Campus News Georgia Impact

Road Dawgs Recruit the Next Generation

The Road Dawgs arrive at a school in Atlanta to share their experiences at UGA and answer questions about college life. (Photos by Dorothy Kozlowski.)

UGA students travel the state encouraging high schoolers to consider college.

For many students, spring break involves a road trip. For UGA’s Road Dawgs, those trips are a little closer to home—and they mean a little more.

The March mornings began before daybreak for the more than 70 UGA students who gave up their spring breaks and hopped on buses at 6 a.m. to visit high schools in Atlanta, Columbus, and Lumpkin. They were off to share their college experiences and answer questions from the high schoolers. But as the sun rose, so did their excitement for sharing their stories.

More than 70 UGA students visited high schools in Atlanta, Columbus, and Lumpkin.

“It’s definitely rewarding,” said Road Dawg Alondra Garcia BBA ’18 from Perry. “I wouldn’t spend spring break any other way.”

The mission of Road Dawgs is to inspire high school students across the state to create possibilities for their future through higher education.

Who better to deliver that message than the UGA students who recently faced the same decisions?

“Through our engagement with the student body, one of the things we consistently heard is that our students wanted to do more to recruit the next generation,” said Arthur Tripp AB ’09, assistant to UGA President Jere W. Morehead JD ’80. “This was an idea that was originally developed by our students.”

Road Dawgs, a partnership among the Office of the President, Office of Admissions, and the Office of Institutional Diversity, is in its third year and continues to expand its route across the state. Since the program began, UGA students have visited a total of 26 schools. This year’s trip to Columbus and Lumpkin was the first overnight journey for the Road Dawgs and an important opportunity to reach rural high school students who might not be considering UGA as an option after graduation.

“Stewart County is one of the most highly impoverished areas in the state of Georgia,” said Joseph Gardner, principal of Stewart County High School in

Group discussions are an important part of the program, allowing meaningful conversation between high school students and the Road Dawgs.

Lumpkin and assistant superintendent of the Stewart County School District. “Exposure is key to our students. Getting them exposed to college and to life after high school—this helps them so much.”

Michelle Sanchez, guidance director at Spencer High School in Columbus, shared the value in having UGA students travel to southwest Georgia.

“Coming into the school and letting them see their peers, I think that gives them more of a connection to the process,” she said. “For these students to give up their spring break to come and inspire and motivate other students, it means a lot to us.”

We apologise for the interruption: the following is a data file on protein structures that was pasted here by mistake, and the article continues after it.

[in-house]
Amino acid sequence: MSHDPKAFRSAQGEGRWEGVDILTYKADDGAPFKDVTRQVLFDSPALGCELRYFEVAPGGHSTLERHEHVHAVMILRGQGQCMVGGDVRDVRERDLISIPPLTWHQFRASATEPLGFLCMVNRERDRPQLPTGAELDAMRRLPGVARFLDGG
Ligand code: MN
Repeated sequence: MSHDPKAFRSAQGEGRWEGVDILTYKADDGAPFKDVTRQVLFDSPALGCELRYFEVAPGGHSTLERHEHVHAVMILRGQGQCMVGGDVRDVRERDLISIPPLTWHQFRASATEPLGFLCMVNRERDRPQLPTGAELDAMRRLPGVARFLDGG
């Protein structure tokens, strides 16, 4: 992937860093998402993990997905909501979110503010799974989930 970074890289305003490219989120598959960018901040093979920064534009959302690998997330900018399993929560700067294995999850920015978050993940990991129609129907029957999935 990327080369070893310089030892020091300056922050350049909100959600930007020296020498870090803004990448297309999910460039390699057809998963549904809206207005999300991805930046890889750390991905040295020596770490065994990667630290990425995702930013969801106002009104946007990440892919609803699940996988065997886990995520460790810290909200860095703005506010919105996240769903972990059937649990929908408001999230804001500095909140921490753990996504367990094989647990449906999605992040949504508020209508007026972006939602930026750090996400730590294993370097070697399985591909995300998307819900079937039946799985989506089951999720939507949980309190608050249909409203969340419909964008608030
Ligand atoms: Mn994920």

That is particularly true for recent Spencer High School graduate Ja’von Holmes. He accepted his admission to UGA in the fall to study computer science and joined the Road Dawgs to share his story with his fellow students.

The number of Road Dawg travelers continues to grow. During its first year, 18 UGA students participated, and that number more than tripled this year. Not only do the Road Dawgs help the high school students understand what is ahead, but the experience also helps the UGA students sharpen their public speaking skills and develop lasting friendships.

Each Road Dawgs program begins with UGA students charging into the gym to a cheer, telling high schoolers that “it’s great to be a Georgia Bulldog.” Then, a few Road Dawgs share their own experiences and answer a variety questions from the audience during a panel discussion. After that, the UGA students scatter into the audience for group discussions, which is where the most meaningful conversation takes place because the high school students are free to ask specific, one-on-one questions on everything from applying for scholarships to finding the best coffee shop in Athens. It helps give them a sense of what college life is like.

Just before they leave, Road Dawgs teach the students to “call the Dawgs” before handing out souvenirs of their visit. But more importantly, the Road Dawgs hope they’ve left behind a seed of interest in higher education that will continue to grow.

It was important for students like Garcia, a first-generation college student, and Road Dawg Andrea Zayas BBA ’18 from Peachtree City to share their stories and help high school students understand the importance of working hard and continuing their education.

“I feel like I would have benefited a lot from hearing directly from students and what their experience has been like at UGA,” Zayas said. “What makes me really proud is thinking that maybe I was able to touch one or two future students and get them to start the process of getting to UGA.”

The Road Dawgs program has grown to include more than 70 UGA students in its first three years.